What Can You Learn About Running a Business By Watching a Hockey Game?

Discussing How To Start a Small Business at Trent University

A few weeks ago, I had the great privilege of attending a class in the entrepreneurship program at Trent University, taught by Professor Cammie Jaquays.

The students in the course were given an assignment in which they were to apply the principles for starting a new business as set out by Prof. John W. Mullins in his book entitled “The New Business Roadtest” to the process that I followed in creating one of the first spas for men in the world, as chronicled in my book entitled “Don’t Let Your Dream Business Turn Into a Nightmare”.

The students were divided into six groups, each of which made a PowerPoint presentation in which they considered such questions as “What did Mr. Stransman miss?”, “Why did this business not succeed?”, “Did this venture have a chance of success?” and so forth.

It was a fascinating evening, and I learned a lot from the students, and hope that they learned something from me.
Afterwards, I received the following comment from Prof, Jaquays, for which I am very grateful and of which I am extremely proud:

“The students enjoyed the experience of having you come to the classroom, the exercise, analyzing your book and creating the feasibility study. What was most enjoyable, and what I appreciate the most, was the time and effort you took to attend the night of presentations. The students so appreciated the fact that you were there for questions and input. These students are in their 3rd and 4th year, so the ability to bring the ‘real’ world to their studies was a great experience”.

I was also very pleased to receive a note from student Nathan Hogle, who said “Your book was great. I enjoyed reading it. It was a really easy read.”

When I sat down to write my cautionary tale for entrepreneurs, I never imagined myself in front of a class of students studying entrepreneurship at the university level, but you just never know what can happen when you write something from the heart.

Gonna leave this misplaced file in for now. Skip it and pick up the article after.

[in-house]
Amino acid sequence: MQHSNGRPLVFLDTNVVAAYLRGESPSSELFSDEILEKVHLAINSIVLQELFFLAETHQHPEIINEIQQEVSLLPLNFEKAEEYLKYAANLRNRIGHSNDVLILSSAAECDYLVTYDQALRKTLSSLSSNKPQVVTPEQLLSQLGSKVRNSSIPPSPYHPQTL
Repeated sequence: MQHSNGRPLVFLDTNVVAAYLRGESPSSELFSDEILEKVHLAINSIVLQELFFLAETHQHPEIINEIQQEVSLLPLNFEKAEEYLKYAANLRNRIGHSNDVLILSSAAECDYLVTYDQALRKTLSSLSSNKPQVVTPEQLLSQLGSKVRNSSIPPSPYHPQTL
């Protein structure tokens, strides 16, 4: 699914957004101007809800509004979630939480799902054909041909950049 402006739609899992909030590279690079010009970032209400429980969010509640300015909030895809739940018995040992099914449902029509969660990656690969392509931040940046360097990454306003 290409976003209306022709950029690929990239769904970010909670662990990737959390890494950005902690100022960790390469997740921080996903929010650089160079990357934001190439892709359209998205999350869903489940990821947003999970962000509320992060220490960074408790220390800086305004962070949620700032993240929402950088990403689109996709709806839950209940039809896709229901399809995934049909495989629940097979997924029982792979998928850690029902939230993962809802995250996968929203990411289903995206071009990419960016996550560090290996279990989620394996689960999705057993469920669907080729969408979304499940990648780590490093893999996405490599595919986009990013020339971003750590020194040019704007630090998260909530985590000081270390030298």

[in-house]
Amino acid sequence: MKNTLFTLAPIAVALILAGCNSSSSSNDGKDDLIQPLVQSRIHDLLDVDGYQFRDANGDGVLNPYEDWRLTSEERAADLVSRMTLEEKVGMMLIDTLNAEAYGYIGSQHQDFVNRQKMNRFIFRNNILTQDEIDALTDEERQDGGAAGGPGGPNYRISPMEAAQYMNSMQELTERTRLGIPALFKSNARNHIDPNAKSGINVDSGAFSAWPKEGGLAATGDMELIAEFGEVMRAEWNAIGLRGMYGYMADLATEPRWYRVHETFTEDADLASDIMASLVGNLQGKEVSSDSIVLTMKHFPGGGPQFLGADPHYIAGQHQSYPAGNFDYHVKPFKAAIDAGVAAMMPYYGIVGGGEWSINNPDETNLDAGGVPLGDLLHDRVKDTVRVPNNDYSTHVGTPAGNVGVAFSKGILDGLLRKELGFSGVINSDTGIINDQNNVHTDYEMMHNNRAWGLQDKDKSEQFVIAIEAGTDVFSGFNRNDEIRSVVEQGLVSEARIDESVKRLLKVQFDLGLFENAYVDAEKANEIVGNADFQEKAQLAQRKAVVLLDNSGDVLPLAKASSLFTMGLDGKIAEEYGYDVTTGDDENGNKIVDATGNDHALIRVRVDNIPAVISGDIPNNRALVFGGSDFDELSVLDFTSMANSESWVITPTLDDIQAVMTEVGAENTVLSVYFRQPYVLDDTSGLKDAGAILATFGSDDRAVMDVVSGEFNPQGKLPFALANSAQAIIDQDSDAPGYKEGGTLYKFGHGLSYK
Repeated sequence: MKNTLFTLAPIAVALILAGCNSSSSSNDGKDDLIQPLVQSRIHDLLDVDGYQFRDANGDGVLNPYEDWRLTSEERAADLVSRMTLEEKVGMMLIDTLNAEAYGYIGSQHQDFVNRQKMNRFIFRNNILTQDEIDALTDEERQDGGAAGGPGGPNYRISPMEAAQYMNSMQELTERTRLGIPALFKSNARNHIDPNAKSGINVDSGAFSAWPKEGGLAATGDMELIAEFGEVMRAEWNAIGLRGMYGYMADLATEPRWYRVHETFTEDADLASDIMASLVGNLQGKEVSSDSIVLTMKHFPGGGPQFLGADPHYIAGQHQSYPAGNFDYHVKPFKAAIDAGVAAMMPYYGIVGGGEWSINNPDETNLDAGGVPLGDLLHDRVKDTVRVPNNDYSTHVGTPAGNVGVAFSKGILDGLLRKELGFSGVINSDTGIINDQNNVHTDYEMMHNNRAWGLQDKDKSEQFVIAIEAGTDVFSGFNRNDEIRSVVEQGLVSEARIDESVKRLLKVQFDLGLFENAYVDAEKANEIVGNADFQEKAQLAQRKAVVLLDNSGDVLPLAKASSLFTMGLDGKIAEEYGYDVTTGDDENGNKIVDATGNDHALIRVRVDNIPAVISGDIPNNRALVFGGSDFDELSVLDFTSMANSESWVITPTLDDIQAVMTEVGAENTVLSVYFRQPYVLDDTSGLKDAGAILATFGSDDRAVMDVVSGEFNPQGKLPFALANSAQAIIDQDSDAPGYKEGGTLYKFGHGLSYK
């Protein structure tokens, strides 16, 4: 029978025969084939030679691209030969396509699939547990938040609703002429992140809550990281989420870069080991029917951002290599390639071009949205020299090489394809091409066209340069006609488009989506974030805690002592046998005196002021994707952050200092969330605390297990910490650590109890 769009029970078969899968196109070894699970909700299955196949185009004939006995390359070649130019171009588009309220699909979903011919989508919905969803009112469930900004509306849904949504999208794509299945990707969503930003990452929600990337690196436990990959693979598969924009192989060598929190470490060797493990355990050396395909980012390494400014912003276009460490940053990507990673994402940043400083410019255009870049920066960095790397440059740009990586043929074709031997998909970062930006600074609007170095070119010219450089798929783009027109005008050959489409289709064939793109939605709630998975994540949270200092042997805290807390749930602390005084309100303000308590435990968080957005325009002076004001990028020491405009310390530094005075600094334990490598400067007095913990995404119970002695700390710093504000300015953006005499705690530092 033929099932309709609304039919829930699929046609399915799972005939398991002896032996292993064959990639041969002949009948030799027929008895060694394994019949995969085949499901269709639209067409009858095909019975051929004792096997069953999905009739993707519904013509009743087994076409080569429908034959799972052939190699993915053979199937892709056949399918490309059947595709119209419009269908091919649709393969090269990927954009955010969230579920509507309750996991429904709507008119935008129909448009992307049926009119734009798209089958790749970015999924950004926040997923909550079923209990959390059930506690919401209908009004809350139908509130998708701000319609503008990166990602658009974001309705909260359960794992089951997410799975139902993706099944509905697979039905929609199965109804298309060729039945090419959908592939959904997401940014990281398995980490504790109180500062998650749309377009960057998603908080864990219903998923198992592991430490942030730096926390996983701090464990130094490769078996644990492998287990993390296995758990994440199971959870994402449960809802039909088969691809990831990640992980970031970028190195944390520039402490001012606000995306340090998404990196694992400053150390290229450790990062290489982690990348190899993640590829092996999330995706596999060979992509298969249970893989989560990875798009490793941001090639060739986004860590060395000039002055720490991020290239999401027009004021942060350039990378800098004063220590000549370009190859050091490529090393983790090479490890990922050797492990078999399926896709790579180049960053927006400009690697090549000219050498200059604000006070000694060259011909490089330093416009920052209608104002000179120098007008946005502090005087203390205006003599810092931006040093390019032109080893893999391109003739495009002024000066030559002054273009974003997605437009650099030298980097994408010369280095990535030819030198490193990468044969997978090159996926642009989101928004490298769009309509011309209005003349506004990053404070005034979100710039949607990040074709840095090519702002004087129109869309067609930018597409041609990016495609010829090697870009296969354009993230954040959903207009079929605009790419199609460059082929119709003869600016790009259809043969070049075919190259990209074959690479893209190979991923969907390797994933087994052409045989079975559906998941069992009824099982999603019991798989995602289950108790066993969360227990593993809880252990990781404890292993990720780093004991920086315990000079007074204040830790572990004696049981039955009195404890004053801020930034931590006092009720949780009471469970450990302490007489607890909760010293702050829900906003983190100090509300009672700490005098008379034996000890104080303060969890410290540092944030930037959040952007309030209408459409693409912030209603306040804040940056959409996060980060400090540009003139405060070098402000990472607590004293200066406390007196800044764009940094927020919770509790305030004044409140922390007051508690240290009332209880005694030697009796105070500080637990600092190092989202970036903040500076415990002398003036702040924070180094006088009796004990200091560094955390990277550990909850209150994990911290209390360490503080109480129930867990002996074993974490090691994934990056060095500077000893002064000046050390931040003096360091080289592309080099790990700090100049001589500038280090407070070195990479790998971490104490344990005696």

I hope to have many more such experiences in the future.

“What Was the Biggest Mistake You Made in Your Business?” Part 2

I had the great honour, on Tuesday of this week, of attending a class in entrepreneurship taught by Prof. Cammie Jaquays at Trent University in Peterbrough, Ontario.

Prof. Jaquays divided the students in her class into six groups, and each was assigned the task of reading my book, “Don’t Let Your Dream Business Turn into a Nightmare”, in conjunction with a book by Prof. John W. Mullins, entitled “The New Business Road Test”, and examining my entrepreneurial venture through the lens, if you will, of the “seven domains” road test for new businesses which Prof.Mullins outlines in his book.

The seven domains in Prof. Mullins’ model include two “Market domains”; market attractiveness as a whole, which is a “macro-level” evaluation of the market, and the “target segment benefits and attractiveness” of the proposed new business, which is a “micro-level” examination.

Similarly, there is a macro-level “Industry domain” - which refers to the attractiveness of the industry as a whole, and a micro-level Industry domain consideration, which is the “sustainable advantage” offered by the proposed new business in that particular industry.

In the “Team domain”, there are three areas of examination: 1) Mission, aspirations and propensity for risk 2) Connectedness up, down and across the value chain and 3) Ability to execute on Critical Success Factors.

As Prof. Mullins points out in his book, there is much that can go wrong in starting a new business venture, and almost any mistake - certainly a critical mistake - can doom the entire enterprise. Hence, the “road-test” is not a check list, and there is no “score card”. Achieving a “score” of 90 out of 100 would not be any guarantee of success, if the missing 10 points were in the “ability to execute on critical success factors”, for example.

Prof. Mullins’ book is a very informative and valuable guide for aspiring entrepreneurs who may be unaware of all of the factors that determine the success or failure of a new business -or the degree to which the odds are stacked against any new business succeeding - and the diligence with which the students in Prof. Jaquays’ class approached the assignment, and the insights which they came up with with respect to my business venture, were delightful, if not occasionally painful at the same time.

There are many mistakes which an entrepreneur can make - especially a first-time entrepreneur - and I certainly made a number of them.

But what was the biggest mistake that I made?

As Prof. Mullins states in his book, investors come in two categories - one is the “Three F’s” - friends, family and fools -and the other is professional investors.

In the case of my business venture, I would say that my investors were in the latter category, which is to say that they invested in my new business concept more out of a desire to make money, than out of a desire to help me, although there was a personal relationship with one of my two investors.

As Prof. Mullins points out, experienced investors know that most new businesses will fail. The statistics tell them that. Hence, they approach every plan for a new business with a hefty dose of scepticism.

Now, consider this: if you approach a basically skeptical investor with a business plan for a new venture which he already knows has a greater chance of failing than succeeding, how are you going to change that skepticism into an overwhelming passion and exuberance?

You might transform that skepticism into a grudging level of cautious optimism, but that is about it.